Icecrawlers can leave behind many drag marks crisscrossed on areas of the glacier not unlike those of the foothill-dwelling keeled sliders. The scale of the tracks and the forelimb strokes are dissimilar, however, and the two species are as well. There will also be innumerable small tunnel openings in the ice cliffs. They occur in clusters but there seems to be no obvious pattern to their distribution.
These creatures can be found on the foreboding expanse of the glacier's surface in large groups. From a distance of some 50 kilometers away they might be mistaken for blocks of ice instead of life forms.
Each individual icecrawler, while found motionless in their winter hibernation, is imbedded in a translucent sac which, in turn, can be frozen to the glacier's surface. These sacs are roughly three meters long, smooth, rigid, and ovoid. They appear to have been in place for some time. Though the sacs are somewhat translucent, it is difficult to discern the shapes of the core-creatures within. Something can sometimes be seen to stir, but scanners of the Expedition have given back only the weakest of signals, most of the scanner beams bouncing off of the strange, impermeable sacs.
Weeks pass and by early arctic spring most icecrawlers in a group will be gone, leaving only a small number of individuals behind in the same spot. All but one or two of these left-behind individuals will be free of their sacs and their transformation is remarkable.
Instead of the cryptic, featureless ovoids that had at first confounded the Expedition, now appearing are armored creatures busily ingesting their outer sacs. Each positions itself over the discarded and shriveled sac and unseen mouthparts suck the membrane down until eventually nothing remains.
The last one or two individuals in these groups have waited, it seems, to demonstrate the discarding process at a different time. In order to break free of a hibernation sac, the somewhat deflated sac begins to expand. Apparently inflated by the creature's exhalations, the sac grows to startling proportions before bursting, with a comically flatulent roar, in a cloud of frozen vapor. The internal pressure must be considerable; a 20-minute rest, accompanied by much vaporous panting, is evidence of the animal's exertions.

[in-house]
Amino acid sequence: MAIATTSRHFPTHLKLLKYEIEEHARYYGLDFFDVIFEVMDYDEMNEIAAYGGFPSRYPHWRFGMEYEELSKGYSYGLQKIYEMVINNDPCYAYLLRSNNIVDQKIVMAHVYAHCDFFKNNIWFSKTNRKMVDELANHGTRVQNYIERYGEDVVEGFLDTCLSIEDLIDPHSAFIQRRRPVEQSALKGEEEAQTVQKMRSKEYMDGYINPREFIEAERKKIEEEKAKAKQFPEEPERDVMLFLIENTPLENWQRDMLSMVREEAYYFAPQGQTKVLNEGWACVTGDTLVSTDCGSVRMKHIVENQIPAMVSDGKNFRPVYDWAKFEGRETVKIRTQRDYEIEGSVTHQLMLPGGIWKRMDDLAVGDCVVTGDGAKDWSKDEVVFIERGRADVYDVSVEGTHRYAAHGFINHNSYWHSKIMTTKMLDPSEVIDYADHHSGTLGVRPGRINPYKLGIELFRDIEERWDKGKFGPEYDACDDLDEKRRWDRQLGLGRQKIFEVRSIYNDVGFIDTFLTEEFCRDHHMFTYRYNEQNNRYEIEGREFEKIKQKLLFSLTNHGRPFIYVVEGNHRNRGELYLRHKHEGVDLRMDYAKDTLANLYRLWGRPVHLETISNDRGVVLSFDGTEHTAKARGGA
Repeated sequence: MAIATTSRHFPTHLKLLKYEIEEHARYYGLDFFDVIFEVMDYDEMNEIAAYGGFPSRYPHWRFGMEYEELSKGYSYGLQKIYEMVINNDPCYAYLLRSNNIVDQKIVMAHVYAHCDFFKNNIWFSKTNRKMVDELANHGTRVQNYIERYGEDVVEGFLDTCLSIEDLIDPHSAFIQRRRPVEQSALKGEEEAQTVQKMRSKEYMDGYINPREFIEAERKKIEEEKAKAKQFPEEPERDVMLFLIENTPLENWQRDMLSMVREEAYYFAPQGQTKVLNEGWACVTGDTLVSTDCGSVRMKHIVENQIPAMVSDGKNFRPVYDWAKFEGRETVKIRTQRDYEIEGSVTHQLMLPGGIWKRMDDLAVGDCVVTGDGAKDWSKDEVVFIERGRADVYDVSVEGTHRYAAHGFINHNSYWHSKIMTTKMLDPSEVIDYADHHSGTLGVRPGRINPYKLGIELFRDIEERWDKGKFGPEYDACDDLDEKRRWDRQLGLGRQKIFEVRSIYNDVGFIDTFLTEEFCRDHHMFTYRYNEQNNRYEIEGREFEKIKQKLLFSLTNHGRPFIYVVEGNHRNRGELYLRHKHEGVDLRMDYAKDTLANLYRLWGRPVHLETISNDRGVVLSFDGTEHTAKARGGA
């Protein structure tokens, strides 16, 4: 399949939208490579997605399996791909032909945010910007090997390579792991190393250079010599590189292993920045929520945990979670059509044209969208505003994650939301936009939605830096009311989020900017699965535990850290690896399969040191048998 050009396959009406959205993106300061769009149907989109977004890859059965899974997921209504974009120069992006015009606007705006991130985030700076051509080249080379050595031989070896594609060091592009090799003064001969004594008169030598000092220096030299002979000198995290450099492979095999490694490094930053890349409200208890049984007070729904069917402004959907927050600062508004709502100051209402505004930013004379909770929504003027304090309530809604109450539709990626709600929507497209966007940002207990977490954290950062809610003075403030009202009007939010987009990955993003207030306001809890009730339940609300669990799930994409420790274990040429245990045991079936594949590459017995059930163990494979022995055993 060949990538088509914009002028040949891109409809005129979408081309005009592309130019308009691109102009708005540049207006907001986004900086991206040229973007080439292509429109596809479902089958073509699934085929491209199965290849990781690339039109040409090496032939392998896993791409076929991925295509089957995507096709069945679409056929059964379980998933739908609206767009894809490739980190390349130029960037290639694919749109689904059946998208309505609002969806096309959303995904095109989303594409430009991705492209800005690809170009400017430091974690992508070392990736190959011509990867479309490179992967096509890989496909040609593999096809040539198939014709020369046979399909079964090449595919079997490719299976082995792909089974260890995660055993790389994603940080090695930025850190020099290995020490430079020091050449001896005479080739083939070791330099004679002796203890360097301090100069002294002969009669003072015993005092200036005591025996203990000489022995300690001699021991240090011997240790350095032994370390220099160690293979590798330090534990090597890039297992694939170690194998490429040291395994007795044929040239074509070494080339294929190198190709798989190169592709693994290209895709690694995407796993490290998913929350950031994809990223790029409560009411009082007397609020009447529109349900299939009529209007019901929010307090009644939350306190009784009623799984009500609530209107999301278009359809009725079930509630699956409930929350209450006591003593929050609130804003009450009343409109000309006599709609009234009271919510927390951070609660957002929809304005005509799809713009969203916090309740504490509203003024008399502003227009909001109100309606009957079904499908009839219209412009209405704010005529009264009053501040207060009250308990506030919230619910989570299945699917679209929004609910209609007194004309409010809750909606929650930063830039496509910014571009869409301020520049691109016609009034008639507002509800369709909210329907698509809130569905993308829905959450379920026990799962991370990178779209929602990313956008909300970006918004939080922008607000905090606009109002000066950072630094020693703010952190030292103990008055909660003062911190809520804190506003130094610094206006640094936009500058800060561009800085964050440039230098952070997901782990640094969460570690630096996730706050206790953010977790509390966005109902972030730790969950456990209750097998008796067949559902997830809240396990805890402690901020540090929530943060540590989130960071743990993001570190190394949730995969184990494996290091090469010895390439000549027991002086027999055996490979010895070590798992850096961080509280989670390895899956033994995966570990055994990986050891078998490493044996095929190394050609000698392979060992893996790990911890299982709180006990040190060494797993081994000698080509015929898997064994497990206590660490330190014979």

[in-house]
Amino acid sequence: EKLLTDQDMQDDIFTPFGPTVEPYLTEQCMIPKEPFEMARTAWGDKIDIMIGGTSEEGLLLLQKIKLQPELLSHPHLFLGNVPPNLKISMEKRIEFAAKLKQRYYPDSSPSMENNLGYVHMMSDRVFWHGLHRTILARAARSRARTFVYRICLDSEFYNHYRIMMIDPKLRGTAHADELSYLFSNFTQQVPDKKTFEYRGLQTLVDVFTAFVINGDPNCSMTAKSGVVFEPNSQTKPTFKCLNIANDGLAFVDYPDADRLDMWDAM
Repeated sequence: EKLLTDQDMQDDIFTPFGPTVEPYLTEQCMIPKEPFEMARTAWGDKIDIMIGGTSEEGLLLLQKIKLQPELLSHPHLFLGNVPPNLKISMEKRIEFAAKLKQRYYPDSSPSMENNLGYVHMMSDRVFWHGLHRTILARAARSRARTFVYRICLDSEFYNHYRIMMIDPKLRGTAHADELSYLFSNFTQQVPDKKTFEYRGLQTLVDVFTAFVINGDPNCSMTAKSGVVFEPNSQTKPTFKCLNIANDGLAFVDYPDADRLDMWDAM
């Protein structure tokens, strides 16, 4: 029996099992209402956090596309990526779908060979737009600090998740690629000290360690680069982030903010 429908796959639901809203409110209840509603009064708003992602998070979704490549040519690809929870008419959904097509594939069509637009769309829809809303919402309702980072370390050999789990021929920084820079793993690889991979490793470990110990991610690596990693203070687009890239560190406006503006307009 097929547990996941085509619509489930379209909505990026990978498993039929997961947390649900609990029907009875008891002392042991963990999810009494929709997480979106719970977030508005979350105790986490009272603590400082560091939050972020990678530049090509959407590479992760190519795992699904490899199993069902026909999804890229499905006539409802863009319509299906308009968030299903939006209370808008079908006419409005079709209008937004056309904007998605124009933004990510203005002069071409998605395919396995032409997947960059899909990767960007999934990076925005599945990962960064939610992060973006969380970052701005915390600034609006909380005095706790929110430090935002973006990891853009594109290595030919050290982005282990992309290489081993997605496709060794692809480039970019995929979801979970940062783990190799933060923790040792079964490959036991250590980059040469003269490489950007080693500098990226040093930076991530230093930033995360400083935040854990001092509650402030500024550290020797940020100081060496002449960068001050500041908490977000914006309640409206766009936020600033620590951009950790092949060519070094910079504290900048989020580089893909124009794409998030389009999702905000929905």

The icecrawlers fully revealed are almost as enigmatic as they had been in their sacs. No legs or feet or even head are visible; each animal is covered with tightly-joined yet flexible armor plates. With no features to show it is hard to even distinguish head from tail.
As the creatures finish eating their own sacs, they begin to move over the ice with surprising speed, each one leaving an unnaturally slick trail behind. Only their movement gives any clue as to which end is the front. As they move off, there are many straight trails etched into the ice, corresponding, it is assumed, to the many absent icecrawlers of the group.The two-meter-long animals slide their way over the ice in very unpredictable patterns. Their speed, approaching 35 kilometers per hour, seems incredible for an animal with no visible legs or propulsion system. They zigzag across the surface of the glacier. They can head toward a patches of brownish alga-rich ice. When they reach the patch, they slow to a halt. As in the case of their unseen limbs, now at work are their unseen feeding organs as the icecrawlers begin to graze on the algae, leaving strange scalloped grooves behind them in the ice.
After feeding, they are always on the move, leaving the glacier sculpted by their scalloped feeding tracks and locomotion marks, and littered with their fecal coils.